Civil servants should be assessed for social media skills, not just TV and radio

I welcome any change that tasks more civil servants to speak publicly about their work, whether they’re being asked to account for something that’s happened, or explain a policy.

Civil servants can bring a greater level of credibility to Government communications than Ministers. For example, economists, chief scientists and medical officers are better able to explain complex issues to discerning audiences.

Social media continues to offer senior public figures great opportunities to communicate – and there are many who do this well, including Lynne Owens at the National Crime Agency.

So it seems strange that the UK Home Office is choosing to determine the suitability of senior candidates based on their potential performance on TV and radio, but not their confidence to communicate online.

In all likelihood the senior civil service candidates the Home Office are recruiting will find themselves under scrutiny on TV or radio, defending something. This much is acknowledged in their tender for ‘media’ assessments. But Home Office staff will also be under scrutiny online, in the places where people discuss the headlines they’re reading, where they speculate, ask additional questions and seek advice from other sources.

The web will also be the first place that new problems and criticisms are first raised, and also where voices of support and alternative views might be found.

So why focus on TV and radio interviews?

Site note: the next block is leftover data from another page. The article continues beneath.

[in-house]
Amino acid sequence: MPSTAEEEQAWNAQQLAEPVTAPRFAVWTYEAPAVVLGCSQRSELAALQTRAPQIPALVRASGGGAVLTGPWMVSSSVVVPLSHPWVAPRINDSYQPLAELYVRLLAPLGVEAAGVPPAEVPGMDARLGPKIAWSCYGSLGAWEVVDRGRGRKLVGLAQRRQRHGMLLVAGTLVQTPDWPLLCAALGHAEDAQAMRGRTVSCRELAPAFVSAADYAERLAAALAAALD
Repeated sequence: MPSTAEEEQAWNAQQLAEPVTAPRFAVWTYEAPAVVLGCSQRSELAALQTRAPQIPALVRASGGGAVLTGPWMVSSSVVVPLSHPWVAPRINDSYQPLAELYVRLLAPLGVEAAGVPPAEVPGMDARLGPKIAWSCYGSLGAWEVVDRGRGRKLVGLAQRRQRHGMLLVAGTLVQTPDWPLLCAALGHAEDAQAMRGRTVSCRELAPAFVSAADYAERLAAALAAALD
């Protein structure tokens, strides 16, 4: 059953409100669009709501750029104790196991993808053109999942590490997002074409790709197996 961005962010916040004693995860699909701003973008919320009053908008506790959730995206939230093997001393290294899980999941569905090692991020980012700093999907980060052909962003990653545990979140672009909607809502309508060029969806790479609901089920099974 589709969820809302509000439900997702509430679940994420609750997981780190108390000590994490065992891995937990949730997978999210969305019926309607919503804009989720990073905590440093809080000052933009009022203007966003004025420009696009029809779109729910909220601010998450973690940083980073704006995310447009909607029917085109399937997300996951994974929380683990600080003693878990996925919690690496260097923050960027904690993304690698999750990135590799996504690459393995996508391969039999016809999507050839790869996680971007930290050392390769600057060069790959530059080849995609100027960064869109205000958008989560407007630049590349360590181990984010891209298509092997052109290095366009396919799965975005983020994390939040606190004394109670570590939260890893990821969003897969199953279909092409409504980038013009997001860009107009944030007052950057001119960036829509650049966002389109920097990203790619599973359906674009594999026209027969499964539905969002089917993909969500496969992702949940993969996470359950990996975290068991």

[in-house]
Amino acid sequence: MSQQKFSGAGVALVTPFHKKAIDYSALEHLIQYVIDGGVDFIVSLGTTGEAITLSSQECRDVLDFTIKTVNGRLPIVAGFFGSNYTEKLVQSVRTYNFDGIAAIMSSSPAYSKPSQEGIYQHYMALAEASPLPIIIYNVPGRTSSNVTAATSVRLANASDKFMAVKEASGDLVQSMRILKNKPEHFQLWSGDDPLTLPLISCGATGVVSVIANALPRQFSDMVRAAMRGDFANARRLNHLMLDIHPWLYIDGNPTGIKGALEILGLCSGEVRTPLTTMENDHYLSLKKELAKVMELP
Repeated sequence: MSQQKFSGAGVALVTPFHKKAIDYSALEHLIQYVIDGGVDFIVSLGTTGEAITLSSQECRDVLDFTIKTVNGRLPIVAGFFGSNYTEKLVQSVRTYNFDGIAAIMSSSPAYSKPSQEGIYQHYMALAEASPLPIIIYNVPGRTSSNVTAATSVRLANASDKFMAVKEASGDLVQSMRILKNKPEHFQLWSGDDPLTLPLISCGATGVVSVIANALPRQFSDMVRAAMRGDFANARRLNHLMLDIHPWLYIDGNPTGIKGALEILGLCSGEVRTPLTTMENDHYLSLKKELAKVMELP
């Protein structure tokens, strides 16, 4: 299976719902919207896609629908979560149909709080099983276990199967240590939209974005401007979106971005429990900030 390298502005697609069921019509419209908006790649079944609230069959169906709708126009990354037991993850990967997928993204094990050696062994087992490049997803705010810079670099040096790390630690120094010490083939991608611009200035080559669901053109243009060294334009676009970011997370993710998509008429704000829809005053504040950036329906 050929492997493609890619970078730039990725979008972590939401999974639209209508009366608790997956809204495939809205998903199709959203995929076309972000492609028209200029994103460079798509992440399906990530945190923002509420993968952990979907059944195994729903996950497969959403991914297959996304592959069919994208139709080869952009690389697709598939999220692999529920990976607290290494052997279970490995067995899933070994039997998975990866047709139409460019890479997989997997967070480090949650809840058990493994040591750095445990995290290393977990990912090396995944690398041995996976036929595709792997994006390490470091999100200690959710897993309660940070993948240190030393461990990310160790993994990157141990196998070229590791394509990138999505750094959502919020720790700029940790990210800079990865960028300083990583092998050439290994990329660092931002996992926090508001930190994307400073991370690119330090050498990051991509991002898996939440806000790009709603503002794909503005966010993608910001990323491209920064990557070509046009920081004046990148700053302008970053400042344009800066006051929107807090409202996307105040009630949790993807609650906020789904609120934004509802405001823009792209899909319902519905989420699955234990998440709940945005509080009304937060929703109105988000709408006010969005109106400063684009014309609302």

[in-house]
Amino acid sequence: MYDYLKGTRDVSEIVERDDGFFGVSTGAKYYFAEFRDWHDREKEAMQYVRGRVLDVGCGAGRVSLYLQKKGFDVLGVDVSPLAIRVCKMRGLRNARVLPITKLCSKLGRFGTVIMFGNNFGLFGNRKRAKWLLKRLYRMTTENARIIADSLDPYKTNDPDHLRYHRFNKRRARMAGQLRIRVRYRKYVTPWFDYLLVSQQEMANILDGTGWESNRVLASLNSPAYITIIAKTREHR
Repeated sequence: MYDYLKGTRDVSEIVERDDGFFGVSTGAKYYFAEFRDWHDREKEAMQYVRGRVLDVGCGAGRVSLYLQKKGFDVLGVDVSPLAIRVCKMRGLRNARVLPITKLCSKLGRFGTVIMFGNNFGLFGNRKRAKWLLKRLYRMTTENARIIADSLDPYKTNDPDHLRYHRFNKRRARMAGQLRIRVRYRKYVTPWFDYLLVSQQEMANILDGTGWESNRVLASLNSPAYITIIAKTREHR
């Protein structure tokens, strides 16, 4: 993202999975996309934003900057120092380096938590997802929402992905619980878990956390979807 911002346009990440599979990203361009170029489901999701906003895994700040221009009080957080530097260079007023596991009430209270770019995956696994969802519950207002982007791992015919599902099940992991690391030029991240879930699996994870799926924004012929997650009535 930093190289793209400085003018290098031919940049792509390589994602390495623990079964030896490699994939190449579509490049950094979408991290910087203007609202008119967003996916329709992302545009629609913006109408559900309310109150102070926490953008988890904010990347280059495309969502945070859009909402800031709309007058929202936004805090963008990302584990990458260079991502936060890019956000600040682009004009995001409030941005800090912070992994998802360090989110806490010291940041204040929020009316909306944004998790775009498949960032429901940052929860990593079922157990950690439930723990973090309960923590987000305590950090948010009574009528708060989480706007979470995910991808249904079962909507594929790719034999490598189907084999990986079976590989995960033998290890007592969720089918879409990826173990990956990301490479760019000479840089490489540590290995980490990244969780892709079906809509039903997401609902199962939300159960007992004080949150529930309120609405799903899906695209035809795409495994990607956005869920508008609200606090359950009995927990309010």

TV and radio communications isn’t really working out loud.

TV and radio can’t provide the same speed of response.

To harness TV and radio relies on lots and lots of experience, training and confidence, as well as all the opportunities in the first place.

TV and radio can’t even guarantee reach, that hoary old metric, which sounds great on paper but delivers so little.

Good online communication skills can provide all of the above, and more. Discussion. Engagement. A conversation, if you will.

So why focus on TV and radio interviews?



The second time that I turned back to face inland, the cliffs suddenly seemed a lot larger than before, yet the tide was sucking me back out to sea. Hangover instantly dissipated, I realised that although I liked to go for a swim in the sea now and again, I didn’t actually know what I was doing.

And I’d recently signed up to a triathlon.

Since that over-confident dip off the Dorset coast, I’ve started swimming regularly. Only after five weeks have I realised that my breathing is holding me back. And my breathing is bad because, essentially, I’m nervous.

I’m nervous because I’m rushing home to get to the pool before it closes. I’m nervous because there are some very slick swimmers alongside me. I’m nervous because I thought I was supposed to hold my breath under water, and I don’t like doing that.

Turns out my confidence is low, and my technique totally and utterly wrong.

But with a bit of support, swimming each week, watching other people’s technique (discreetly, for fear of looking wierd), practising things I’ve picked up online, and most important of all, setting some simple goals, I’m beginning to feel more confident and my technique is improving.

I’m making a few mistakes as I go along, like the occasional mouth full of water, but help is never far away.

It feels good to build confidence in something that I’ve been avoiding for a long time. As a result I hope I can bring a bit more empathy to the people we train as part of our business.

My own experience with swimming, and conversations with the people on our Digital Action Plans, make me think there are a basic set of ingredients to building skills and confidence:

1. Making a weekly habit (of whatever you are trying to improve)
2. Setting short-term, achievable goals
3. Having a long-term need, or target
4. Practising technique, with some knowledgable support

Right now I’m still splashing about; out of breath, but in a fairly safe environment, and swimming a little further each week.